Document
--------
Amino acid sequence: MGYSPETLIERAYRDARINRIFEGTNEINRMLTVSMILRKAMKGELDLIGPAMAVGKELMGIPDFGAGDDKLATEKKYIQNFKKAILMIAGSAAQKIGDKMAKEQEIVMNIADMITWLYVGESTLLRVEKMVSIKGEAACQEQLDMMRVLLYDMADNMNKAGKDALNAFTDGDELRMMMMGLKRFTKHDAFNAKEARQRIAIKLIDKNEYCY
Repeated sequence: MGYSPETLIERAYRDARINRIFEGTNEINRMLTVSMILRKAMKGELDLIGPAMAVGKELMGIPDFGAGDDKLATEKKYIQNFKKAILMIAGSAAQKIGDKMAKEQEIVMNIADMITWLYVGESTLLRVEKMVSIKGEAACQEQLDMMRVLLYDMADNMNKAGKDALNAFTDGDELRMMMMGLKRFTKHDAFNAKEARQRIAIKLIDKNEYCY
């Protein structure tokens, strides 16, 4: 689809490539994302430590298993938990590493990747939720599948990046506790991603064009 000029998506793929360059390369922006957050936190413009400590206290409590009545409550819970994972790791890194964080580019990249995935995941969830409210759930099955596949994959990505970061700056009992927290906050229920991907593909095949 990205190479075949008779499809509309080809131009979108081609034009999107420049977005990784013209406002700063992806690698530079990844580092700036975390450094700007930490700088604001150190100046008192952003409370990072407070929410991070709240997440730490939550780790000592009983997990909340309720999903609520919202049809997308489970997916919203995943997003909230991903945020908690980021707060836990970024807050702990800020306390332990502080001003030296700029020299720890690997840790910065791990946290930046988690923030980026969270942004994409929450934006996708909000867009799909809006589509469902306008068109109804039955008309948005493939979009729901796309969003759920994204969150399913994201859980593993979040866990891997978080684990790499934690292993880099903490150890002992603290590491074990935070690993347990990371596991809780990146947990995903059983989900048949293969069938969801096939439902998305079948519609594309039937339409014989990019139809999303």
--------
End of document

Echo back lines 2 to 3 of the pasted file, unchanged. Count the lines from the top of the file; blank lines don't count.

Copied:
Repeated sequence: MGYSPETLIERAYRDARINRIFEGTNEINRMLTVSMILRKAMKGELDLIGPAMAVGKELMGIPDFGAGDDKLATEKKYIQNFKKAILMIAGSAAQKIGDKMAKEQEIVMNIADMITWLYVGESTLLRVEKMVSIKGEAACQEQLDMMRVLLYDMADNMNKAGKDALNAFTDGDELRMMMMGLKRFTKHDAFNAKEARQRIAIKLIDKNEYCY
């Protein structure tokens, strides 16, 4: 689809490539994302430590298993938990590493990747939720599948990046506790991603064009 000029998506793929360059390369922006957050936190413009400590206290409590009545409550819970994972790791890194964080580019990249995935995941969830409210759930099955596949994959990505970061700056009992927290906050229920991907593909095949 990205190479075949008779499809509309080809131009979108081609034009999107420049977005990784013209406002700063992806690698530079990844580092700036975390450094700007930490700088604001150190100046008192952003409370990072407070929410991070709240997440730490939550780790000592009983997990909340309720999903609520919202049809997308489970997916919203995943997003909230991903945020908690980021707060836990970024807050702990800020306390332990502080001003030296700029020299720890690997840790910065791990946290930046988690923030980026969270942004994409929450934006996708909000867009799909809006589509469902306008068109109804039955008309948005493939979009729901796309969003759920994204969150399913994201859980593993979040866990891997978080684990790499934690292993880099903490150890002992603290590491074990935070690993347990990371596991809780990146947990995903059983989900048949293969069938969801096939439902998305079948519609594309039937339409014989990019139809999303």